Before I get started with today’s post, just a quick reminder about #pfmessages – if you would like your contribution to be included in the wrap-up post at the end of this month, make sure to post it or email it to me by December 27th. Anyone and everyone is welcome to contribute! If you don’t have a blog, just send your contribution (ideally 1-3 paragraphs) to me directly at: theyachtless [at] gmail [dot]com. Thanks to those who have contributed thus far!
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Sometimes I just feel very deeply troubled about hairbands. Specifically, about where they’ve all gone to. If you’ve ever had long (or long-ish) hair, you may be familiar with the issue I’m referring to. And if you haven’t, just trust me on this.
I feel pretty confident in saying that I don’t throw hairbands away very frequently. Yes, they do occasionally break, and they sometimes get overstretched, but generally they’re pretty sturdy. A decent hairband should last many months, even years.
Despite this, I find myself having to buy new hairbands surprisingly frequently. Why? Well, I don’t really know. All I know is that my hairbands continue to disappear, mysteriously, like single socks in the dryer, except much smaller and much sneakier, scurrying off my dresser in the middle of the night on invisible little legs, never to return.
The troubling thing is not so much that they’re gone: CVS has an endless supply of packs of them for under $4.00, so I can always get more. What’s troubling is, where are they? I’ve been vaguely wondering about this for years. Those hairbands haven’t evaporated: they’re somewhere. In a landfill perhaps, or just lying around in dark corners unseen. I try to picture how much space they would take up if I could gather them all into a pile. It’s a rather unsettling image.
Here’s a graph that illustrates the full gravity of this situation. I don’t actually have a very good sense of how many hairbands I’ve bought each year since adolescence, but for the purpose of simplicity, let’s assume that I’ve bought one pack of 20 hairbands in any given year since 1996.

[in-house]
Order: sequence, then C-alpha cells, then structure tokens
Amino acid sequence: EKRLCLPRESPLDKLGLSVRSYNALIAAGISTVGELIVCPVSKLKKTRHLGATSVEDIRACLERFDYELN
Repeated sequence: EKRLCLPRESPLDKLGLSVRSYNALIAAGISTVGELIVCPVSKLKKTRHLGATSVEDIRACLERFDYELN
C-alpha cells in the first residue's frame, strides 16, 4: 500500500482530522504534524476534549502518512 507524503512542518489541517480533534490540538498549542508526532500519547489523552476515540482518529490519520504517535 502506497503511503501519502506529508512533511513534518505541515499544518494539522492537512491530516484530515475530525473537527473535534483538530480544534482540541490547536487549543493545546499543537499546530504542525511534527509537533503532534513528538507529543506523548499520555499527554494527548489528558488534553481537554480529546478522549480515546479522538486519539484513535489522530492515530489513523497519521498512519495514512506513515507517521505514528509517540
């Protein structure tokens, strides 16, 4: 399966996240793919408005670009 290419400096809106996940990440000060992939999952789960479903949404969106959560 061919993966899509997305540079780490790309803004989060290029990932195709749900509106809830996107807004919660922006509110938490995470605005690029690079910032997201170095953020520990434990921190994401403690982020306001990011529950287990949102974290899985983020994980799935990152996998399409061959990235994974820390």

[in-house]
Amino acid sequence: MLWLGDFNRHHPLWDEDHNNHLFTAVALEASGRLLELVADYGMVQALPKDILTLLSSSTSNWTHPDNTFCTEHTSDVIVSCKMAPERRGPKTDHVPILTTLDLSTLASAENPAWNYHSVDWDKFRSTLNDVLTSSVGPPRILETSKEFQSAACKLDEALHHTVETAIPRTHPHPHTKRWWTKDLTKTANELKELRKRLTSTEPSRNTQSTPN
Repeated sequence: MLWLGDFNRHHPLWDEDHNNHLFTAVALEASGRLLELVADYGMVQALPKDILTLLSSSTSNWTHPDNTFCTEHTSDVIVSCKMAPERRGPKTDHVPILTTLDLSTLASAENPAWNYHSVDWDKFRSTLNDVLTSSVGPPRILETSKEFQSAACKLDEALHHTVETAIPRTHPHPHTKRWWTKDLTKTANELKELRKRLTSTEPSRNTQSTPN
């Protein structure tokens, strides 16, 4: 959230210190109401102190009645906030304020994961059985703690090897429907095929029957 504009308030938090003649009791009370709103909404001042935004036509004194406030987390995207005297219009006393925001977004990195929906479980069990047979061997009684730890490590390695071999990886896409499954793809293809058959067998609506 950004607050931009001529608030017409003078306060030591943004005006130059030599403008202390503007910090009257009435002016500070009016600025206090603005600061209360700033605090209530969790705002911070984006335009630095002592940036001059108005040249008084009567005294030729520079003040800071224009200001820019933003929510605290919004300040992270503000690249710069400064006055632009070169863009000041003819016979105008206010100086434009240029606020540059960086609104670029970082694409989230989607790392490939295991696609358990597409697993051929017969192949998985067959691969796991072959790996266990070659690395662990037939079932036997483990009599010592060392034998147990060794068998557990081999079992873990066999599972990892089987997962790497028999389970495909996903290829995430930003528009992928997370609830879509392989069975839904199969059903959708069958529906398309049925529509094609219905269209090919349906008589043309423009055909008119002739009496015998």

Figure 1: Where the Hairbands Went Each Year
Look at all the hairbands that are unaccounted for. This is totally bizarre. I cannot fathom how a hairband could fall out of my pocket or off my wrist or out of my hair without my noticing. It just doesn’t add up.
Except that it does add up.
It was nearly a year ago that I started tracking my spending. Aha—yes, this is in fact not a post about hair accessories, but actually a sort of anniversary post for me. Not the anniversary of this blog, but rather of the beginning of a shift in my thinking about my finances. It all started when a friend sent me this email, exactly one year ago today:
To make a long story short, reading about Beth at Budget Bytes doing the SNAP Challenge motivated me to started tracking every single one of my purchases in a spreadsheet. I had never paid much attention to where my money was going before, but once I started taking careful data, I realized, oh, that’s where. And I made some important changes as a result.